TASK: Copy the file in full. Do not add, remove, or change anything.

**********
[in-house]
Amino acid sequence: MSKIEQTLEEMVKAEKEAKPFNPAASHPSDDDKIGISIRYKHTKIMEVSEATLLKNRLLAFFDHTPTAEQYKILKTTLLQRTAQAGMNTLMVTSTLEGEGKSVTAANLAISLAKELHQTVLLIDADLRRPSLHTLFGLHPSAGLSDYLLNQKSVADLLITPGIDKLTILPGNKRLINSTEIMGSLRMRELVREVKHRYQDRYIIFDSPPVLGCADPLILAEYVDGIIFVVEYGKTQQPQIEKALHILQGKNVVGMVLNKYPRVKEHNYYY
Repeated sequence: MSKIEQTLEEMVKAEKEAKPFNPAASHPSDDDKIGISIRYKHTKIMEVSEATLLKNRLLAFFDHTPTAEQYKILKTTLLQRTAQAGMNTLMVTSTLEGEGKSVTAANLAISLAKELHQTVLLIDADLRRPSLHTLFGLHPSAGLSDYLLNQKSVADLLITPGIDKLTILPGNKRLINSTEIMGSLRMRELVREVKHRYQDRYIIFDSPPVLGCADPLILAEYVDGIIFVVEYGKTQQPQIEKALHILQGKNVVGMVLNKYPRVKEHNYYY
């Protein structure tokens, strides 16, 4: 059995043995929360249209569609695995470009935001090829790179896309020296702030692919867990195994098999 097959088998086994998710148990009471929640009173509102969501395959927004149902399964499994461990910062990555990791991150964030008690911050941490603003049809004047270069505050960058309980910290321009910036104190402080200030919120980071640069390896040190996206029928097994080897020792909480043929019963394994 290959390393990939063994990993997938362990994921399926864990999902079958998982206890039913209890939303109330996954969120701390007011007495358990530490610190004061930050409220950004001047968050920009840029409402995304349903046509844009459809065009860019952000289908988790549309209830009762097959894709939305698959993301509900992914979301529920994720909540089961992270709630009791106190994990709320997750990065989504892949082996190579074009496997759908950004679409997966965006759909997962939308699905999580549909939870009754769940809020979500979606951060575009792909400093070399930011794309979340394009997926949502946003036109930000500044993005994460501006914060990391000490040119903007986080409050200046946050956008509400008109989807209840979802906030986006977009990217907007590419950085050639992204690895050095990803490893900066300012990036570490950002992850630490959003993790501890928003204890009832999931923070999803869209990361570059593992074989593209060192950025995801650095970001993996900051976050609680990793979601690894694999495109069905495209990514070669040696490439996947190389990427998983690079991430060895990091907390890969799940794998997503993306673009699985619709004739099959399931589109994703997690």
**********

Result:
[in-house]
Amino acid sequence: MSKIEQTLEEMVKAEKEAKPFNPAASHPSDDDKIGISIRYKHTKIMEVSEATLLKNRLLAFFDHTPTAEQYKILKTTLLQRTAQAGMNTLMVTSTLEGEGKSVTAANLAISLAKELHQTVLLIDADLRRPSLHTLFGLHPSAGLSDYLLNQKSVADLLITPGIDKLTILPGNKRLINSTEIMGSLRMRELVREVKHRYQDRYIIFDSPPVLGCADPLILAEYVDGIIFVVEYGKTQQPQIEKALHILQGKNVVGMVLNKYPRVKEHNYYY
Repeated sequence: MSKIEQTLEEMVKAEKEAKPFNPAASHPSDDDKIGISIRYKHTKIMEVSEATLLKNRLLAFFDHTPTAEQYKILKTTLLQRTAQAGMNTLMVTSTLEGEGKSVTAANLAISLAKELHQTVLLIDADLRRPSLHTLFGLHPSAGLSDYLLNQKSVADLLITPGIDKLTILPGNKRLINSTEIMGSLRMRELVREVKHRYQDRYIIFDSPPVLGCADPLILAEYVDGIIFVVEYGKTQQPQIEKALHILQGKNVVGMVLNKYPRVKEHNYYY
């Protein structure tokens, strides 16, 4: 059995043995929360249209569609695995470009935001090829790179896309020296702030692919867990195994098999 097959088998086994998710148990009471929640009173509102969501395959927004149902399964499994461990910062990555990791991150964030008690911050941490603003049809004047270069505050960058309980910290321009910036104190402080200030919120980071640069390896040190996206029928097994080897020792909480043929019963394994 290959390393990939063994990993997938362990994921399926864990999902079958998982206890039913209890939303109330996954969120701390007011007495358990530490610190004061930050409220950004001047968050920009840029409402995304349903046509844009459809065009860019952000289908988790549309209830009762097959894709939305698959993301509900992914979301529920994720909540089961992270709630009791106190994990709320997750990065989504892949082996190579074009496997759908950004679409997966965006759909997962939308699905999580549909939870009754769940809020979500979606951060575009792909400093070399930011794309979340394009997926949502946003036109930000500044993005994460501006914060990391000490040119903007986080409050200046946050956008509400008109989807209840979802906030986006977009990217907007590419950085050639992204690895050095990803490893900066300012990036570490950002992850630490959003993790501890928003204890009832999931923070999803869209990361570059593992074989593209060192950025995801650095970001993996900051976050609680990793979601690894694999495109069905495209990514070669040696490439996947190389990427998983690079991430060895990091907390890969799940794998997503993306673009699985619709004739099959399931589109994703997690």